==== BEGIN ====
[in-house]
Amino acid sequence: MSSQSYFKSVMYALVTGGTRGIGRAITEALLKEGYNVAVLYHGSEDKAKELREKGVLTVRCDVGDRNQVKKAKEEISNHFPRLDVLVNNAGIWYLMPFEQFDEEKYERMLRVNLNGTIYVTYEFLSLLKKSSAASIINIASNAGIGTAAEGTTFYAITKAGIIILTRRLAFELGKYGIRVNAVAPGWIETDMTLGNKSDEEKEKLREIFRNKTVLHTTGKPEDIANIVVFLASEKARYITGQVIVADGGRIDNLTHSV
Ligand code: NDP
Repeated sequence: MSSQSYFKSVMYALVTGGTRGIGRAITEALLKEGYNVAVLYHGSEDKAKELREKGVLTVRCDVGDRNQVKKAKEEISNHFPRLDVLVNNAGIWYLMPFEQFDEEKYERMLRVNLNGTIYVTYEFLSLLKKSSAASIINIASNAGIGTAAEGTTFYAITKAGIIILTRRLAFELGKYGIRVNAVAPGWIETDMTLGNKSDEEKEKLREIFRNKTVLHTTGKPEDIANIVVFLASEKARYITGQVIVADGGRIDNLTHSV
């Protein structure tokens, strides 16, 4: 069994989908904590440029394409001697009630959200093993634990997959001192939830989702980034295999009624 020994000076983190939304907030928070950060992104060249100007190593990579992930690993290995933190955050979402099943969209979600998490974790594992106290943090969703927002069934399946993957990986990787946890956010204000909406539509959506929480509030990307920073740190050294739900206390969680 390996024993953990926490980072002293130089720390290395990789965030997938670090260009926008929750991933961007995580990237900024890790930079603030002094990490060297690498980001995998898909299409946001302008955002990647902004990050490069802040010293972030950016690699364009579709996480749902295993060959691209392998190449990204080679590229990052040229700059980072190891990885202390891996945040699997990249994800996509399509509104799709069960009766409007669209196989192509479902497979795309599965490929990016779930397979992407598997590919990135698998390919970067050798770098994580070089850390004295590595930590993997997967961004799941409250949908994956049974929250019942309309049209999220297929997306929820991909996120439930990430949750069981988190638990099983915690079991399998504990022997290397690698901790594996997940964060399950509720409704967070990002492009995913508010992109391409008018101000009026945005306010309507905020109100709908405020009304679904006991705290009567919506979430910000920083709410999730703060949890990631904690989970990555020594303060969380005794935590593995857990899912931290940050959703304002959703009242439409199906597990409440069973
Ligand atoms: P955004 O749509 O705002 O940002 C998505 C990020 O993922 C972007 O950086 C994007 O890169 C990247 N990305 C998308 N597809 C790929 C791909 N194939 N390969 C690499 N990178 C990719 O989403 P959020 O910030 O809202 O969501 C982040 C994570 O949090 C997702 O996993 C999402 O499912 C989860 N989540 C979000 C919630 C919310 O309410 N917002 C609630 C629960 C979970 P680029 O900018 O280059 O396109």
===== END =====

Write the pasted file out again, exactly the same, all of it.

[in-house]
Amino acid sequence: MSSQSYFKSVMYALVTGGTRGIGRAITEALLKEGYNVAVLYHGSEDKAKELREKGVLTVRCDVGDRNQVKKAKEEISNHFPRLDVLVNNAGIWYLMPFEQFDEEKYERMLRVNLNGTIYVTYEFLSLLKKSSAASIINIASNAGIGTAAEGTTFYAITKAGIIILTRRLAFELGKYGIRVNAVAPGWIETDMTLGNKSDEEKEKLREIFRNKTVLHTTGKPEDIANIVVFLASEKARYITGQVIVADGGRIDNLTHSV
Ligand code: NDP
Repeated sequence: MSSQSYFKSVMYALVTGGTRGIGRAITEALLKEGYNVAVLYHGSEDKAKELREKGVLTVRCDVGDRNQVKKAKEEISNHFPRLDVLVNNAGIWYLMPFEQFDEEKYERMLRVNLNGTIYVTYEFLSLLKKSSAASIINIASNAGIGTAAEGTTFYAITKAGIIILTRRLAFELGKYGIRVNAVAPGWIETDMTLGNKSDEEKEKLREIFRNKTVLHTTGKPEDIANIVVFLASEKARYITGQVIVADGGRIDNLTHSV
């Protein structure tokens, strides 16, 4: 069994989908904590440029394409001697009630959200093993634990997959001192939830989702980034295999009624 020994000076983190939304907030928070950060992104060249100007190593990579992930690993290995933190955050979402099943969209979600998490974790594992106290943090969703927002069934399946993957990986990787946890956010204000909406539509959506929480509030990307920073740190050294739900206390969680 390996024993953990926490980072002293130089720390290395990789965030997938670090260009926008929750991933961007995580990237900024890790930079603030002094990490060297690498980001995998898909299409946001302008955002990647902004990050490069802040010293972030950016690699364009579709996480749902295993060959691209392998190449990204080679590229990052040229700059980072190891990885202390891996945040699997990249994800996509399509509104799709069960009766409007669209196989192509479902497979795309599965490929990016779930397979992407598997590919990135698998390919970067050798770098994580070089850390004295590595930590993997997967961004799941409250949908994956049974929250019942309309049209999220297929997306929820991909996120439930990430949750069981988190638990099983915690079991399998504990022997290397690698901790594996997940964060399950509720409704967070990002492009995913508010992109391409008018101000009026945005306010309507905020109100709908405020009304679904006991705290009567919506979430910000920083709410999730703060949890990631904690989970990555020594303060969380005794935590593995857990899912931290940050959703304002959703009242439409199906597990409440069973
Ligand atoms: P955004 O749509 O705002 O940002 C998505 C990020 O993922 C972007 O950086 C994007 O890169 C990247 N990305 C998308 N597809 C790929 C791909 N194939 N390969 C690499 N990178 C990719 O989403 P959020 O910030 O809202 O969501 C982040 C994570 O949090 C997702 O996993 C999402 O499912 C989860 N989540 C979000 C919630 C919310 O309410 N917002 C609630 C629960 C979970 P680029 O900018 O280059 O396109």